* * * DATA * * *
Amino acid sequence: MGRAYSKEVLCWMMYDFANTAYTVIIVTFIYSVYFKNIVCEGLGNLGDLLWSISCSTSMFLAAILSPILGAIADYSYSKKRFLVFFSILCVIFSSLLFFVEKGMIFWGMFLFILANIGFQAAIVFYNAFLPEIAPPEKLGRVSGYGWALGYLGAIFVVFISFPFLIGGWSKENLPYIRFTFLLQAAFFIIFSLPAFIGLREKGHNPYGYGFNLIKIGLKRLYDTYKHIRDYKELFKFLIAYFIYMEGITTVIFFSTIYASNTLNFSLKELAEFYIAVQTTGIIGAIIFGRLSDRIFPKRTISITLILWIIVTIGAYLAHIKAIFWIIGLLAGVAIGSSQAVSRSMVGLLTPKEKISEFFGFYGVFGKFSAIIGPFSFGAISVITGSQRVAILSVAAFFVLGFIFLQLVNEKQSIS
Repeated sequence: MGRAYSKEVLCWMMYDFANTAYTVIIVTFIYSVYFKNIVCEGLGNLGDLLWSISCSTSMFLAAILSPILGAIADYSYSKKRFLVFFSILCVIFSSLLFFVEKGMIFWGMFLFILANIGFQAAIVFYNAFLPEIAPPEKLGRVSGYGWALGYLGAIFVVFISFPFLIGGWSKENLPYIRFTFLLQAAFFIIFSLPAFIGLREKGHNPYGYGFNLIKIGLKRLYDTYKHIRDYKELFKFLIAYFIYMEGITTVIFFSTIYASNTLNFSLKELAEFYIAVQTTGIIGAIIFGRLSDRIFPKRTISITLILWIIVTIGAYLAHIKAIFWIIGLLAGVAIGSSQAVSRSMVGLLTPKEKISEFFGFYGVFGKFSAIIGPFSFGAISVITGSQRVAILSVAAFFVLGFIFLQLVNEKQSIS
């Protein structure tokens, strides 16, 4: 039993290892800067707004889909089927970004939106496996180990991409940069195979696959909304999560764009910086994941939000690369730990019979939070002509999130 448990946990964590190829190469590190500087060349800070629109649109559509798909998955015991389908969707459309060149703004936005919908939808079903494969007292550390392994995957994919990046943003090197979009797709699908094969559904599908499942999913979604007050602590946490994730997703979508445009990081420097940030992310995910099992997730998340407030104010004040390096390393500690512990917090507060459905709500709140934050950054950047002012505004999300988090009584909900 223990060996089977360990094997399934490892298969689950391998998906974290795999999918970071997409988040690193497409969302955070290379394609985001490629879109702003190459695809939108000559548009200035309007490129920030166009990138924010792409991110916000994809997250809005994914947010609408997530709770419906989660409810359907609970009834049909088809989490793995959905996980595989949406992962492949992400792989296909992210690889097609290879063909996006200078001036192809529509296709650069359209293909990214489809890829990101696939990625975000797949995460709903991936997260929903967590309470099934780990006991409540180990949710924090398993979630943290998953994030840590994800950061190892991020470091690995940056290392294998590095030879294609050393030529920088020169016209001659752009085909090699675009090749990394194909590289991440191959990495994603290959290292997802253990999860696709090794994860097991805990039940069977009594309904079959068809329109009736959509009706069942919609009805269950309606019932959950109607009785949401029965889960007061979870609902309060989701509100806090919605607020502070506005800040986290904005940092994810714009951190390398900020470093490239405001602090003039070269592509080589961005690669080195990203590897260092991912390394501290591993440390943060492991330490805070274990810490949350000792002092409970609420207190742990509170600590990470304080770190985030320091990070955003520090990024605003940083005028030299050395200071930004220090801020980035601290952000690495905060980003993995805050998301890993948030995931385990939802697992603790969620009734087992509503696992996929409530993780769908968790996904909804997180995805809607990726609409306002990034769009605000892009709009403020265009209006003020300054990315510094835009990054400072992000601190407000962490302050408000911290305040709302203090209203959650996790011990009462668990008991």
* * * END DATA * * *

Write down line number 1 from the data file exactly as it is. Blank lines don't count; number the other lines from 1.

Amino acid sequence: MGRAYSKEVLCWMMYDFANTAYTVIIVTFIYSVYFKNIVCEGLGNLGDLLWSISCSTSMFLAAILSPILGAIADYSYSKKRFLVFFSILCVIFSSLLFFVEKGMIFWGMFLFILANIGFQAAIVFYNAFLPEIAPPEKLGRVSGYGWALGYLGAIFVVFISFPFLIGGWSKENLPYIRFTFLLQAAFFIIFSLPAFIGLREKGHNPYGYGFNLIKIGLKRLYDTYKHIRDYKELFKFLIAYFIYMEGITTVIFFSTIYASNTLNFSLKELAEFYIAVQTTGIIGAIIFGRLSDRIFPKRTISITLILWIIVTIGAYLAHIKAIFWIIGLLAGVAIGSSQAVSRSMVGLLTPKEKISEFFGFYGVFGKFSAIIGPFSFGAISVITGSQRVAILSVAAFFVLGFIFLQLVNEKQSIS